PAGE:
It really is a horrible investment.  There is a ton of red ink in the Net Value column.  But it got better over time as the cost of free agents went up.  Wait.  WTF?  Yep, the ability to find value improved as the $/WAR cost rose.  The most expensive free agents got more expensive.  The mid range guys got a bit more expensive, and the low end guys stayed about the same with perhaps a slight increase.  If continuity weren’t an issue, the most cost effective way to handle the market would be to turn over your free agents every 1-2 years.  Think about that for a second.  You are likely to get more production from 9 different guys signing 9 different 10mil/yr contracts over a 3 year period than you would if you signed 3 guys to 3yr/30mil contracts.  

Stay away from mid level starting pitching.  Oddly enough, the higher end guys have been pretty decent at coming close to their pay.  The mid range guys have almost universally sucked.  So all those guys that will be paid anywhere from 30-80mil?  Just walk away Billy.  Just walk away.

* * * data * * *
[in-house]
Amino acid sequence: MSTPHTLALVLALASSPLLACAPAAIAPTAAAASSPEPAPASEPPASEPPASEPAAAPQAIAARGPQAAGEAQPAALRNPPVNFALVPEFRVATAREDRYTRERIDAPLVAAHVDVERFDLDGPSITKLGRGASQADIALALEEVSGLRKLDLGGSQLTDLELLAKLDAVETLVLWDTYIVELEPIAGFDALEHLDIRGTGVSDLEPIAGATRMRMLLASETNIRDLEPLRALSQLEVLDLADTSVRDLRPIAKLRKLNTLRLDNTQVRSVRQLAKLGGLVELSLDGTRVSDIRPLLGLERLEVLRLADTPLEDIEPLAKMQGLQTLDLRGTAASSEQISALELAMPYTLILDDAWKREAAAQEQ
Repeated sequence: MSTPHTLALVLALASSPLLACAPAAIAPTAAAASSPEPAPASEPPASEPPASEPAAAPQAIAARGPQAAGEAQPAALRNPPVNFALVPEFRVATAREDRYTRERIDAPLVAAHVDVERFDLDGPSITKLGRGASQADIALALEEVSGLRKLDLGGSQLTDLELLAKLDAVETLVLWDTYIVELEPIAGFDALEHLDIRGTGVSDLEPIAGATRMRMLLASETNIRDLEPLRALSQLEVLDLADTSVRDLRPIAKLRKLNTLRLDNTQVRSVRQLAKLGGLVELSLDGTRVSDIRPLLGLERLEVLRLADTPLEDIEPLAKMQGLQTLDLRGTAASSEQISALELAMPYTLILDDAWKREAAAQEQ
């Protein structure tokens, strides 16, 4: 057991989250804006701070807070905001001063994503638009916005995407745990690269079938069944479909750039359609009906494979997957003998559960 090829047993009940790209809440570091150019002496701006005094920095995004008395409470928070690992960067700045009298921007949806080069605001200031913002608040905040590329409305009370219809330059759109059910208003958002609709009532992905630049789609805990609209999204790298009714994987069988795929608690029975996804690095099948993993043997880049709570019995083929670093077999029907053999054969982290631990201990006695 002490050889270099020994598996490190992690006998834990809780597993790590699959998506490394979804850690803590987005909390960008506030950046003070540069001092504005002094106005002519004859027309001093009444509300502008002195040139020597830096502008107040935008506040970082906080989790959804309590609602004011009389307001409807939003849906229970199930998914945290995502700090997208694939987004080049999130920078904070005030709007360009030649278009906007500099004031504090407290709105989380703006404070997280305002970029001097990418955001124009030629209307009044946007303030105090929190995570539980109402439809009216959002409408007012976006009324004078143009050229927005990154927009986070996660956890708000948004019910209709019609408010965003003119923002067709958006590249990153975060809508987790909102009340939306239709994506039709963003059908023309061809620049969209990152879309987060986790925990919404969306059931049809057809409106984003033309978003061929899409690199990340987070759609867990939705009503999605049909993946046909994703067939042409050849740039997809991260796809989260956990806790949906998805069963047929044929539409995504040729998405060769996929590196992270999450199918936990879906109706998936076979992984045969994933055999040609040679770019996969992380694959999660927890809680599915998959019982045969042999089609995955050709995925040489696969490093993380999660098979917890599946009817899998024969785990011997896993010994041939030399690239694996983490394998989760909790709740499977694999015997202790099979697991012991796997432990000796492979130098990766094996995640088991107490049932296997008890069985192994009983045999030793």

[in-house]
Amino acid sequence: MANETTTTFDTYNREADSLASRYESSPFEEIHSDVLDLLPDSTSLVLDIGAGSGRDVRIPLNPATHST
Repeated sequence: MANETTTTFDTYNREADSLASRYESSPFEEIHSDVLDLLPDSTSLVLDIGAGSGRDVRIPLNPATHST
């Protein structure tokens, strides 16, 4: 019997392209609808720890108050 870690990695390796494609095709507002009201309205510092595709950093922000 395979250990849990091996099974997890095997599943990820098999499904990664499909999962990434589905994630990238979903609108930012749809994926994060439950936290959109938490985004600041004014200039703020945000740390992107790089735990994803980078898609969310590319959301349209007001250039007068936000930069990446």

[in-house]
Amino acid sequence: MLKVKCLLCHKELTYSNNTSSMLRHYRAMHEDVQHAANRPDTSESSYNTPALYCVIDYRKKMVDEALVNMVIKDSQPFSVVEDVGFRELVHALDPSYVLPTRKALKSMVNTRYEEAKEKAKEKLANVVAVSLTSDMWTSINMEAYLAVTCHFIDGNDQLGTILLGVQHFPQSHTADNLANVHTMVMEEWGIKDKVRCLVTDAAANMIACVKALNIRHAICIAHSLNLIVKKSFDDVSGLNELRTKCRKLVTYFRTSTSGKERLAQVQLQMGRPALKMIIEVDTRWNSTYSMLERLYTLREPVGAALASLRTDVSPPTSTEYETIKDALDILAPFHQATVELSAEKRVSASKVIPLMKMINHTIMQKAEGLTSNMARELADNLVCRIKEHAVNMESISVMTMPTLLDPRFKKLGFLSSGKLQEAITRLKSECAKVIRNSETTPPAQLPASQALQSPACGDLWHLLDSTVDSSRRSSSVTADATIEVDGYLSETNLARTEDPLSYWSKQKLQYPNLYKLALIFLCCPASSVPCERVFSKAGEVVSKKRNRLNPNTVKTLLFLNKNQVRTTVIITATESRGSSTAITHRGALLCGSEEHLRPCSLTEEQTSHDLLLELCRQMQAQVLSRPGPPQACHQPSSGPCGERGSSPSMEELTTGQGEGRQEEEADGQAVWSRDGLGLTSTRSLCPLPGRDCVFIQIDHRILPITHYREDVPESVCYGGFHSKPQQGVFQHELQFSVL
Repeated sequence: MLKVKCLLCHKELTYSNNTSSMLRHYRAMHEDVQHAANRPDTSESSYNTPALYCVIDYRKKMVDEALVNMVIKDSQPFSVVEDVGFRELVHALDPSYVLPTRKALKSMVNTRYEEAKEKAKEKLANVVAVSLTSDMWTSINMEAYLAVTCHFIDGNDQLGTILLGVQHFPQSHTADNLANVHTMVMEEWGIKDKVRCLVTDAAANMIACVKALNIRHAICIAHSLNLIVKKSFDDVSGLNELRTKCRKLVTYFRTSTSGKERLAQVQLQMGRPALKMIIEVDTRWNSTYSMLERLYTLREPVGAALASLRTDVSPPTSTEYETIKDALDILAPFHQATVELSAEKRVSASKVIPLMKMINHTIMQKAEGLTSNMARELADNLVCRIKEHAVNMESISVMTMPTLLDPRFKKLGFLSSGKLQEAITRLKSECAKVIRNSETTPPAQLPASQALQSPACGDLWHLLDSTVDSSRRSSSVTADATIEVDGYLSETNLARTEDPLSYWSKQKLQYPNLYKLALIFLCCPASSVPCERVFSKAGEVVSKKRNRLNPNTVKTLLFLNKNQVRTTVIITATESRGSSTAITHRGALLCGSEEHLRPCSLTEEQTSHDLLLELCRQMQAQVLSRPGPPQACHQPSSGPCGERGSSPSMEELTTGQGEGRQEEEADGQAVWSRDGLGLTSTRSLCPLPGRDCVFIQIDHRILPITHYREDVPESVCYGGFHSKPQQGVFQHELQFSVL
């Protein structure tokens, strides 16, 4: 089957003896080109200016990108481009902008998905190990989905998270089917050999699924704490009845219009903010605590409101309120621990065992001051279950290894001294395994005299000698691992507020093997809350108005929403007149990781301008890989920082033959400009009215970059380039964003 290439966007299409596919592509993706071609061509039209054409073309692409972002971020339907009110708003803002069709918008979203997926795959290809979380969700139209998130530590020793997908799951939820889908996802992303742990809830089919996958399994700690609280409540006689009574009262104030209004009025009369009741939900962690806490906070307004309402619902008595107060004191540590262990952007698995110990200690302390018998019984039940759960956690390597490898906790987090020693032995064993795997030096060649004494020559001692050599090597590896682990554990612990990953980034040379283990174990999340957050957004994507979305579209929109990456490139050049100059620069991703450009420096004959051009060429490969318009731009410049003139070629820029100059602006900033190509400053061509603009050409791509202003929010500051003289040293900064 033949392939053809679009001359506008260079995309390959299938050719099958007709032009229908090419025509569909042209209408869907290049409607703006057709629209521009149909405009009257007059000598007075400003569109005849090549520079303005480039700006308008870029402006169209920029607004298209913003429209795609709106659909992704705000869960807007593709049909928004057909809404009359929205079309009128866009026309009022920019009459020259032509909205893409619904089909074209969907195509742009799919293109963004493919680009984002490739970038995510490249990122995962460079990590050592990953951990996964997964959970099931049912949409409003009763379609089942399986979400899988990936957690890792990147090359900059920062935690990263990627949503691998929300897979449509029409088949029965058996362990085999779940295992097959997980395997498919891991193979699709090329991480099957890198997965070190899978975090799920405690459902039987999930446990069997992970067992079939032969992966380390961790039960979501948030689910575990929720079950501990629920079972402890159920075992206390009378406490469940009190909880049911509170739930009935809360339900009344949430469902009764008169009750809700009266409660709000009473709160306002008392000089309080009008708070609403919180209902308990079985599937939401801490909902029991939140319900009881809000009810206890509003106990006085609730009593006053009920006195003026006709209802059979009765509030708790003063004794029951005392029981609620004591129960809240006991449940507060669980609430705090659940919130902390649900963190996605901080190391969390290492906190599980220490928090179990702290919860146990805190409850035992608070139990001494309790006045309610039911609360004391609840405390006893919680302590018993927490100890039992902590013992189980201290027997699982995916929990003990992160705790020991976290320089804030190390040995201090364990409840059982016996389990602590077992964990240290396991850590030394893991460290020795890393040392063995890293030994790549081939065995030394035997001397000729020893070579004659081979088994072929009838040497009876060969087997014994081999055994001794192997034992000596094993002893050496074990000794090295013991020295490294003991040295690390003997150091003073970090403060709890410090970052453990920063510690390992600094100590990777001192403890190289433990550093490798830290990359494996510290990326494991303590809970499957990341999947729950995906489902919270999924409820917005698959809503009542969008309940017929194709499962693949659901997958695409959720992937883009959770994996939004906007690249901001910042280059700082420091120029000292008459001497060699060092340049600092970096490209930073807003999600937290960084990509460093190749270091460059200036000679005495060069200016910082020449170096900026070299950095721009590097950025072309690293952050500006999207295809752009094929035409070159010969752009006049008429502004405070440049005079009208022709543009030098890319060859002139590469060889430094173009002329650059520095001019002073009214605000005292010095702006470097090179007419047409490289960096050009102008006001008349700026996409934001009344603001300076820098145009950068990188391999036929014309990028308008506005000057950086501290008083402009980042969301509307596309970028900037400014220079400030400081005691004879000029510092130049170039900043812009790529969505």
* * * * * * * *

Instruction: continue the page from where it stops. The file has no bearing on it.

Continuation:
Relievers have fared pretty well recently.  With the cost per war affecting mostly the upper tier players coupled with the fact that ‘closers’ aren’t getting as much money, they been relatively productive so to speak.  So much for the notion that you shouldn’t pay for a bullpen.  

Don’t pay for speed and defense in the outfield.  Players who derive a good deal of their value from such are bad bets.  As an example, there has been one CFer over the last 10 years to be worth what they were paid (our man Torii).  

Power hitting first baseman aren’t worth it. Pretty much ever.  But of course, there is a difference between absolute and relative production.  As an example, Teix has produced 21.1 WAR over the 7 years of his 180 mil contract (1-yr left).  If the Yankees had gone cheaper, would they have been able to make up that production somewhere else?  They may have been able to spend less, but they probably wouldn’t have.  

Middle infield and 3b is kind of all over the map.  (btw, did you know that Placido Polanco amassed 41.3 WAR over his career?  I was surprised by that).  Although SS and high end 3bman have faired pretty well.  

Paying for a corner outfielder has almost universally sucked.  

Catcher have done decently in a small sample.  Especially those that are good defensively.  
High end Asian Players seem to have a solid track record as well.